Mass layoffs tied to the coronavirus pandemic sparked a surge in the number of Americans who filed for their first week of unemployment benefits — the latest sign that the US economy is in for a deep recession as shutdowns aimed at containing the virus continue.
The data: Over 6.6 million people filed claims for unemployment benefits in the week ending March 28, according to the US government. That is far more than economists expected and is double the all-time high set the previous week, when 3.3 million Americans filed initial claims.
The pre-coronavirus record was 695,000 claims in October 1982. Last week's claims were nearly 10 times that level.
Investors will get another indication of the damage done to the US labor market on Friday, when the government publishes its jobs report for March. But Bank of America economist Joseph Song said the real trauma will be revealed later. He expects the jobs report for April to show "unprecedented" losses and an unemployment rate in the double digits.
The spike in initial claims last week can be attributed to a few factors. Big companies have reported layoffs or indefinite furloughs since the last report, Song observed. And the $2 trillion US relief package passed late last week made unemployment benefits more generous, while extending benefits to self-employed and gig economy workers who weren't covered before.
On the radar: The previous week's figure was also revised slightly higher, from 3.28 million to 3.31 million.
Liz Ann Sonders, chief investment strategist at Charles Schwab, warned that the previous report may have been artificially low due to a backlog of benefit applications. There's anecdotal evidence that "a lot of people who tried to file [claims] weren't able to, because phone lines were overloaded," she recently told me.
US stock futures shed some gains after the report posted. Dow futures are up 115 points, or 0.6%. S&P 500 futures are 0.5% higher, while Nasdaq futures have climbed 0.4%.
Oil jumps on hopes of a Saudi-Russia truce
Optimism that Saudi Arabia and Russia will call off their price war has sent crude prices higher — though it's not clear that two of the world's top oil producers are actually weighing a truce.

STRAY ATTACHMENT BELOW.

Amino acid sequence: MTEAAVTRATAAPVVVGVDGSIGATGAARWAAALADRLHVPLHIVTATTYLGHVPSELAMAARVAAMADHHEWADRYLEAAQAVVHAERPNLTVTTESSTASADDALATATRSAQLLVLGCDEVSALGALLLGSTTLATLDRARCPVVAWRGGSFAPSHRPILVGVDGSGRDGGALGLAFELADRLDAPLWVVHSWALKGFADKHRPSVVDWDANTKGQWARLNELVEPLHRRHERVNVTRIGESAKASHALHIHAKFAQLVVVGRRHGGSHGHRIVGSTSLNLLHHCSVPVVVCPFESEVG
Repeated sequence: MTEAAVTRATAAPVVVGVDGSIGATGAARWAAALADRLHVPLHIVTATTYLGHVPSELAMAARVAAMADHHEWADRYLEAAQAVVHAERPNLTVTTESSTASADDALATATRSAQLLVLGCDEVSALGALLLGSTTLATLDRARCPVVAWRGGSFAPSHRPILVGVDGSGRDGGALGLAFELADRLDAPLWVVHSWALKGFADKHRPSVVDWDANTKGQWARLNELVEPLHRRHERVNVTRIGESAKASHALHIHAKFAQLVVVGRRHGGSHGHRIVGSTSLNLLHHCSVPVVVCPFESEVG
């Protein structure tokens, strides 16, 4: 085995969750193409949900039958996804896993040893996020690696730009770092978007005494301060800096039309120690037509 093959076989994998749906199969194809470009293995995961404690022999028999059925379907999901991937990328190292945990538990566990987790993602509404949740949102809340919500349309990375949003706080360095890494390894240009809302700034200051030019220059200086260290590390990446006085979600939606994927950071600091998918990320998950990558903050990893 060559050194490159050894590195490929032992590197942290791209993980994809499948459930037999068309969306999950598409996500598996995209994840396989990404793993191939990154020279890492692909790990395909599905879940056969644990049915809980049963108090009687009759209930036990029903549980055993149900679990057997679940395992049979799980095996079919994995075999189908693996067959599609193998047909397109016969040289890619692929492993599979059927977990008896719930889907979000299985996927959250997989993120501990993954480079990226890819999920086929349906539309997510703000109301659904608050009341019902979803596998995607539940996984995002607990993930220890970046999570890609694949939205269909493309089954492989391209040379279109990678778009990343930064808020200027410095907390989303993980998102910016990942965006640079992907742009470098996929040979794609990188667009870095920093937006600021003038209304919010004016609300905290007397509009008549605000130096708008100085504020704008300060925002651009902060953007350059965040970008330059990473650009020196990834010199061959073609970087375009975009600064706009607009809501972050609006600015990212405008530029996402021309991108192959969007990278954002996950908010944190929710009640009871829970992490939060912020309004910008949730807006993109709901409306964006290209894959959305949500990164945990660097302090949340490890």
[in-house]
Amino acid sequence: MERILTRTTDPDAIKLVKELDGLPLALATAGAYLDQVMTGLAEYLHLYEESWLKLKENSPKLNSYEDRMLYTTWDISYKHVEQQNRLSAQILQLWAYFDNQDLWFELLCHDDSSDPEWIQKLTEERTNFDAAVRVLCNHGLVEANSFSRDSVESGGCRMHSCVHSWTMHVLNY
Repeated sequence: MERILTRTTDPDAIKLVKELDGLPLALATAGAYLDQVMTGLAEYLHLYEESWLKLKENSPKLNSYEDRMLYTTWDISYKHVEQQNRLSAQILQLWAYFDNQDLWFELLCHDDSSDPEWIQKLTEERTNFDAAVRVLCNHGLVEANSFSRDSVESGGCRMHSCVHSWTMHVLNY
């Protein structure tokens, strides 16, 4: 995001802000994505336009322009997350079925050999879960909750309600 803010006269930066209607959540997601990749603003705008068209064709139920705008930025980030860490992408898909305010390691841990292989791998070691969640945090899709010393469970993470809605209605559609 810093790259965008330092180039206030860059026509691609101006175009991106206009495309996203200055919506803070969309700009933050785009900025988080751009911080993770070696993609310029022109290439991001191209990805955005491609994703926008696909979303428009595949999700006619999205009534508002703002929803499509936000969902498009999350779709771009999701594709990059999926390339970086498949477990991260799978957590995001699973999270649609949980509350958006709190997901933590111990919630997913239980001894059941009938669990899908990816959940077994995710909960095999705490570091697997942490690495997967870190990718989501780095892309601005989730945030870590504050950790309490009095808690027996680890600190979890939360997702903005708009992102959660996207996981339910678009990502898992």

The latest: President Donald Trump said during a press conference on Wednesday that he'd spoken with the leaders of Russia and Saudi Arabia and thinks "that they will work it out over the next few days."
"It's just too simple not to be able to," he said.
Brent crude futures, the global benchmark, have shot up 10.4% to more than $27 per barrel as a result. US oil has rallied 10% to $22.35 per barrel.
A deal would bring welcome relief to the battered oil market. Prices collapsed after a pact between Saudi Arabia and Russia to limit production broke down, exacerbating a supply glut as thirst for oil dries up.
The situation is so dire that the world could soon run out of room to store all the unneeded barrels of oil, my CNN Business colleague Matt Egan reports.
Whether Saudi Arabia and Russia can come to terms remains to be seen. Russian Energy Minister Alexander Novak told Reuters Thursday that the country has not discussed the oil market situation with Saudi Arabia but does not rule this out.
WeWork founder misses out on $1 billion
SoftBank is walking away from a sizable chunk of its WeWork rescue package, which included a nearly $1 billion windfall for ousted founder Adam Neumann, my CNN Business colleague Sherisse Pham reports.
Details: The Japanese tech company has backed out of a plan to buy $3 billion worth of shares in the coworking startup from existing shareholders and investors, according to statements from SoftBank and a special committee of WeWork's board. Shares in SoftBank closed up 2.5% in Tokyo following the announcement.
The about face cuts deep for Neumann — the October agreement had included an offer to buy up to $975 million worth of the WeWork founder's shares — and is further evidence that SoftBank CEO Masayoshi Son is stepping back from his trademark high-risk investment strategy after the company's shares cratered earlier this year.
And it's a major blow to WeWork, which has been hit hard by the coronavirus pandemic after its botched IPO left it on the brink of insolvency. Many cities where it operates have shut down for weeks on end. It still has to pay long-term leases, even if businesses squeezed by the outbreak cancel contracts.
Walgreens Boots Alliance reports earnings before US markets open. Chewy follows after the close.
Coming tomorrow: How much did the US unemployment rate tick up in March? Economists surveyed by Reuters think it rose to 3.8% from a record low of 3.5%.